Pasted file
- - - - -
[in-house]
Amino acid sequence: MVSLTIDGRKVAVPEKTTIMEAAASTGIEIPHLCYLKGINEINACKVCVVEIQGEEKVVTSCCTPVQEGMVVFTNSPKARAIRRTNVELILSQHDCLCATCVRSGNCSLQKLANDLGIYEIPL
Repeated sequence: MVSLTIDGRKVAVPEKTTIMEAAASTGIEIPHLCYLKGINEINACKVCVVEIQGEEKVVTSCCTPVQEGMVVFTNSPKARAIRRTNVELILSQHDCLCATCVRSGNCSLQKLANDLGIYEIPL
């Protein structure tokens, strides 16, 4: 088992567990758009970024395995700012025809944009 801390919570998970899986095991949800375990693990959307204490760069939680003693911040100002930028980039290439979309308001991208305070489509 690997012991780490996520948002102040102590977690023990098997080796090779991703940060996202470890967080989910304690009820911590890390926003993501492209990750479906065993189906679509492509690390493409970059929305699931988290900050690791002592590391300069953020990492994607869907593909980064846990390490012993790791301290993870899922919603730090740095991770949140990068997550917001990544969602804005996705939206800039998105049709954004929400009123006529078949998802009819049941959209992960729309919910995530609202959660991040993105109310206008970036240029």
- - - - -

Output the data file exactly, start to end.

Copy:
[in-house]
Amino acid sequence: MVSLTIDGRKVAVPEKTTIMEAAASTGIEIPHLCYLKGINEINACKVCVVEIQGEEKVVTSCCTPVQEGMVVFTNSPKARAIRRTNVELILSQHDCLCATCVRSGNCSLQKLANDLGIYEIPL
Repeated sequence: MVSLTIDGRKVAVPEKTTIMEAAASTGIEIPHLCYLKGINEINACKVCVVEIQGEEKVVTSCCTPVQEGMVVFTNSPKARAIRRTNVELILSQHDCLCATCVRSGNCSLQKLANDLGIYEIPL
């Protein structure tokens, strides 16, 4: 088992567990758009970024395995700012025809944009 801390919570998970899986095991949800375990693990959307204490760069939680003693911040100002930028980039290439979309308001991208305070489509 690997012991780490996520948002102040102590977690023990098997080796090779991703940060996202470890967080989910304690009820911590890390926003993501492209990750479906065993189906679509492509690390493409970059929305699931988290900050690791002592590391300069953020990492994607869907593909980064846990390490012993790791301290993870899922919603730090740095991770949140990068997550917001990544969602804005996705939206800039998105049709954004929400009123006529078949998802009819049941959209992960729309919910995530609202959660991040993105109310206008970036240029």